Domination and Resistance: A Gender/Sexual Ethnographic Study of the Space in an Engineering University
Fen-Ling Chen(Department of Sociology Yuan Ze University)、Ying-Kwun Chang(Department of Curriculum and Instruction University of Wisconsin-Madison)
While Taiwan’s scholars concerned with the issues of gender and education have focused their attention primarily on elementary and high school educational institutions as their main research sites, analytical research projects concerned with higher education remain quite sparse. Thus, in an attempt to fill in the existing gap, this study explores how mechanisms of domination and resistance operate with regards to gender and education in the higher educational context. We limit our research by investigating a case study of an engineering college that has recently upgraded its status to that of a private technological university. By analyzing relevant ethnographic studies, we forward the premise that gender and sexual biases in the setting of a technological university have grown quite obvious.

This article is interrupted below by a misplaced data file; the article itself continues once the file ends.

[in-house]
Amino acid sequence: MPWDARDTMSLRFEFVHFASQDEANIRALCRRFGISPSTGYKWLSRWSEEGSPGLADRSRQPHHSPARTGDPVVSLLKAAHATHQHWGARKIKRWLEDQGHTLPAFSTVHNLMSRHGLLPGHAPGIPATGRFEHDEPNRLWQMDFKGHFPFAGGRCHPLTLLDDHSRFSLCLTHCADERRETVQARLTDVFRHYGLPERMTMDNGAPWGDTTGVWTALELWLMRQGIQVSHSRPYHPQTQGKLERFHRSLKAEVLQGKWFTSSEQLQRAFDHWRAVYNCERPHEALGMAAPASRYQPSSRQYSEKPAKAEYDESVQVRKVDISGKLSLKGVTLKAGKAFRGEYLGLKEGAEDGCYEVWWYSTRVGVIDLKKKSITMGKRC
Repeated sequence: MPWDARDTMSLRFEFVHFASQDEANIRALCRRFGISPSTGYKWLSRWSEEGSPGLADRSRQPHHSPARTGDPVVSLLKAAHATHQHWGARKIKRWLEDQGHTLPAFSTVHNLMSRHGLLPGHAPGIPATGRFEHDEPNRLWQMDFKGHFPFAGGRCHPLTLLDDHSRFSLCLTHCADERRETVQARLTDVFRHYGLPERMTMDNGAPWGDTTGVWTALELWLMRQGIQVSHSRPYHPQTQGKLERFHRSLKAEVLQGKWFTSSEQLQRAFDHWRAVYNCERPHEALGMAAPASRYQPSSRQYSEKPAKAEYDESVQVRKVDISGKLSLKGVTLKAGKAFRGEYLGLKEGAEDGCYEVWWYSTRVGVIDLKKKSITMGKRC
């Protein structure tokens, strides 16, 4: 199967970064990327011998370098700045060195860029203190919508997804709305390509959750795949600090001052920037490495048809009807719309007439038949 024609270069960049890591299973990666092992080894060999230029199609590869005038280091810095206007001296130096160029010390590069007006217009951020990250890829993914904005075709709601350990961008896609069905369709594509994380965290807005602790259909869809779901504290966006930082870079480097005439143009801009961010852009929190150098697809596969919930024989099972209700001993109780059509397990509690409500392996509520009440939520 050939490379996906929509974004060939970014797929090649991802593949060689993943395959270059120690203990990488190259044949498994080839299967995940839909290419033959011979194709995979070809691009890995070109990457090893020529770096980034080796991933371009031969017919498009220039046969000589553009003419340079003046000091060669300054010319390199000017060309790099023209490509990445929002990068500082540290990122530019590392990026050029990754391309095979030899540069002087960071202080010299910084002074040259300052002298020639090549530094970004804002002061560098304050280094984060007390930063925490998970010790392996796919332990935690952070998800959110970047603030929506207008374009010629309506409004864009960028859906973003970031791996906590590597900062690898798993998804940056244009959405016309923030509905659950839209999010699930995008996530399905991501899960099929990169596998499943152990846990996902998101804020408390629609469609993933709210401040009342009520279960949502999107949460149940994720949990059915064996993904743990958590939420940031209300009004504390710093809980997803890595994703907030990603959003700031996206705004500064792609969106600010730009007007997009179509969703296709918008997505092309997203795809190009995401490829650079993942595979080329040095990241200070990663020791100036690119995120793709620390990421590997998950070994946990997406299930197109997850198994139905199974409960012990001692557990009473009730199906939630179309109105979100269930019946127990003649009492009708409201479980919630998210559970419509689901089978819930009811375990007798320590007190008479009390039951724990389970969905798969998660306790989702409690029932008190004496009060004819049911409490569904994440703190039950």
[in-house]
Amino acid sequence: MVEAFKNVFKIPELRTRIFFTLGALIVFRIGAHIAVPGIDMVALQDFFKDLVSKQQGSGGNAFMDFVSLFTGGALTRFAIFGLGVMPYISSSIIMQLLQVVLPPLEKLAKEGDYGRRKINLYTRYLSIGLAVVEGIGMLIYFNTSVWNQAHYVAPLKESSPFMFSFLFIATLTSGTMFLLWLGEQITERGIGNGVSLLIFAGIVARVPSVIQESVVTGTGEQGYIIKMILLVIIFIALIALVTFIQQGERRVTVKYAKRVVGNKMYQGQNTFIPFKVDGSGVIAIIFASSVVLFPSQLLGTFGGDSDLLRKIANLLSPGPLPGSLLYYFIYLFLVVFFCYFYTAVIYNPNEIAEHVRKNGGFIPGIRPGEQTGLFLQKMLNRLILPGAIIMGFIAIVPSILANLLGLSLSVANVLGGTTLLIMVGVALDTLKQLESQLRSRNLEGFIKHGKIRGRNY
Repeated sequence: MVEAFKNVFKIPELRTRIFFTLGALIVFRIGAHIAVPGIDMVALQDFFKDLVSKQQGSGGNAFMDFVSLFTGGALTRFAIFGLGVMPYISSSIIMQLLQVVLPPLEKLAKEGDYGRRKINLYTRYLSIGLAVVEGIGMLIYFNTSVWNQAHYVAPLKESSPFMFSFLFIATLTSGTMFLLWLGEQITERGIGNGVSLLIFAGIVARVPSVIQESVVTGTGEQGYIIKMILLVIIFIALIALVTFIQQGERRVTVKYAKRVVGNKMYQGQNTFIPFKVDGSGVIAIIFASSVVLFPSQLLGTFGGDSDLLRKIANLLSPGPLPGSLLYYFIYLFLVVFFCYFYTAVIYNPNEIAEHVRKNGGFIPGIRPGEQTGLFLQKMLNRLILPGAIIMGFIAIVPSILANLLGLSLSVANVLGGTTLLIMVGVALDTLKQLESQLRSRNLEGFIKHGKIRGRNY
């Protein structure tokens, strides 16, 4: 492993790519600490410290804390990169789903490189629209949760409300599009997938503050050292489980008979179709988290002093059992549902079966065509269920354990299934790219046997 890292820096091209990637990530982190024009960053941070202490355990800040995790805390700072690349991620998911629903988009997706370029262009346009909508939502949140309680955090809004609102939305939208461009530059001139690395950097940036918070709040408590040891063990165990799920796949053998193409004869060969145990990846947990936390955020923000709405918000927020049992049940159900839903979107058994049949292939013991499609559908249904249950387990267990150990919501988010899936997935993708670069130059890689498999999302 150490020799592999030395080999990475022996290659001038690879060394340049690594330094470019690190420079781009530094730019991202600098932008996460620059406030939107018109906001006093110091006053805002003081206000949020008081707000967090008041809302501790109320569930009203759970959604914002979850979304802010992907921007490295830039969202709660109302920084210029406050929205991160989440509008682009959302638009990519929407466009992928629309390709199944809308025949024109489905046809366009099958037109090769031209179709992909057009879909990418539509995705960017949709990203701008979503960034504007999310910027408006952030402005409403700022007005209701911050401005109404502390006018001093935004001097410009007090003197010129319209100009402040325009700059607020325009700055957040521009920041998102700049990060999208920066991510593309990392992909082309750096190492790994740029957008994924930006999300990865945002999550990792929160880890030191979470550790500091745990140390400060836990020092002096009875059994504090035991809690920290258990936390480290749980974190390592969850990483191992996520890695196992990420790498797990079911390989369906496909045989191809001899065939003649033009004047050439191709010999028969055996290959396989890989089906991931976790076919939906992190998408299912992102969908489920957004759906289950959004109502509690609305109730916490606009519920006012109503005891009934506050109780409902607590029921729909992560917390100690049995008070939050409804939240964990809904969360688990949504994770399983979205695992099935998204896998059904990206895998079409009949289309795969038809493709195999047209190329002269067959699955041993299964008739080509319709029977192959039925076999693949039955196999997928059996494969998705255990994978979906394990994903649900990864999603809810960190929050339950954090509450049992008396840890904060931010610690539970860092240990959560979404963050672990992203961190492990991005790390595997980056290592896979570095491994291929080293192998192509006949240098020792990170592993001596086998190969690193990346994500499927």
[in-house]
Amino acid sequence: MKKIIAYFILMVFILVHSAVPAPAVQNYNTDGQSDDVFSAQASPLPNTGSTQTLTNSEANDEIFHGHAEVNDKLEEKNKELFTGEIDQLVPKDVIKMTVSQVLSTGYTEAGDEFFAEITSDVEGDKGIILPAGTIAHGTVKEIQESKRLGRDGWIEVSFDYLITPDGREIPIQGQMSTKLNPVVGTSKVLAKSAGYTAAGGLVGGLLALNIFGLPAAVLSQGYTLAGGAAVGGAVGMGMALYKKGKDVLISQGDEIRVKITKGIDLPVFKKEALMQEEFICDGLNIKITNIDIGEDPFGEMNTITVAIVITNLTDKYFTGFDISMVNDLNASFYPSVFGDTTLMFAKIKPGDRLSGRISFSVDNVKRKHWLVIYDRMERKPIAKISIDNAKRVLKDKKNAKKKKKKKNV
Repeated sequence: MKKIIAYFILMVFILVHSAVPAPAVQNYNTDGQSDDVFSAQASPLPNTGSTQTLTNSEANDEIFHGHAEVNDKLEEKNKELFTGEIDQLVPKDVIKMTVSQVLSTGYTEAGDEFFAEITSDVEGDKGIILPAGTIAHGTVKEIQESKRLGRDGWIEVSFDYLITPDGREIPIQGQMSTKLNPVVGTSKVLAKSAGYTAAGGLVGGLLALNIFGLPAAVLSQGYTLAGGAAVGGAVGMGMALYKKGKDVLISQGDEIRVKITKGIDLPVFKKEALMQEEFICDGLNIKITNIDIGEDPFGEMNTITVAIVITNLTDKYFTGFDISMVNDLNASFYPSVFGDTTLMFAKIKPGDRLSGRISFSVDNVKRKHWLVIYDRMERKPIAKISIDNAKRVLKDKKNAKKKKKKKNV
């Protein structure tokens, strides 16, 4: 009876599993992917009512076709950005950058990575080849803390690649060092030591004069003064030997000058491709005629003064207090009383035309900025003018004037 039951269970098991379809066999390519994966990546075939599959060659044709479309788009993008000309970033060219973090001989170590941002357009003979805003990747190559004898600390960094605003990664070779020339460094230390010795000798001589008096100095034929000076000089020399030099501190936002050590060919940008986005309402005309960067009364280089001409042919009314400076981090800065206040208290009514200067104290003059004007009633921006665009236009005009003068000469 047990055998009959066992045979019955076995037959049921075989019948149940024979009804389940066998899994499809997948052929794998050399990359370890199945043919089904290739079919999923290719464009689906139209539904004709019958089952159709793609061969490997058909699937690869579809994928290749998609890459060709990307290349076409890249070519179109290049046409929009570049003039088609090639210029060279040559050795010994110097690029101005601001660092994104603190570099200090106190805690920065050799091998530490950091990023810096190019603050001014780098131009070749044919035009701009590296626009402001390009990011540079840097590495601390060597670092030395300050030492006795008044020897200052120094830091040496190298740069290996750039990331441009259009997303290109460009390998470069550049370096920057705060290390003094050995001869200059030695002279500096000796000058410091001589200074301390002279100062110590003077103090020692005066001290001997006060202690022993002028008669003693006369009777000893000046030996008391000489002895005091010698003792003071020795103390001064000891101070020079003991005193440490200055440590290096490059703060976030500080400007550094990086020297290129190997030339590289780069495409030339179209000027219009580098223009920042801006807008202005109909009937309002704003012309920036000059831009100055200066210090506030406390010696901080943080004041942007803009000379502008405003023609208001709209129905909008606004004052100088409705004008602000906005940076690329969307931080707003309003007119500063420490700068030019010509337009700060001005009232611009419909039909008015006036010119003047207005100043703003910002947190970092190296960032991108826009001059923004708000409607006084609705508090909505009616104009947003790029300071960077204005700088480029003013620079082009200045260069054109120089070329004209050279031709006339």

What forms of social and cultural mechanisms result in the existing phenomena of domination and resistance in the educational sphere? By applying Michael Foucault’s notion of power relationships, and other relevant discourses from the fields of cultural psychology and feminist pedagogy, we analyze the three spatial concepts-subject, language/ interaction, and space_in regards to education, to discuss how strategies of domination and resistance operate on each of these levels. While focusing on an educational institution with a technological background, we carry out an in-depth discussion of the implications proposed by feminist pedagogy which suggest that schools should be viewed as transformative sites where tactics of countering hegemonic power are being born. Finally, this study maintains that bodily regulations and power relations existing in gender and sexual structures in education must be exposed, in order to allow a full transformation of one’s educational experience to take place.
domination/resistance, power, cultural psychology, feminist pedagogy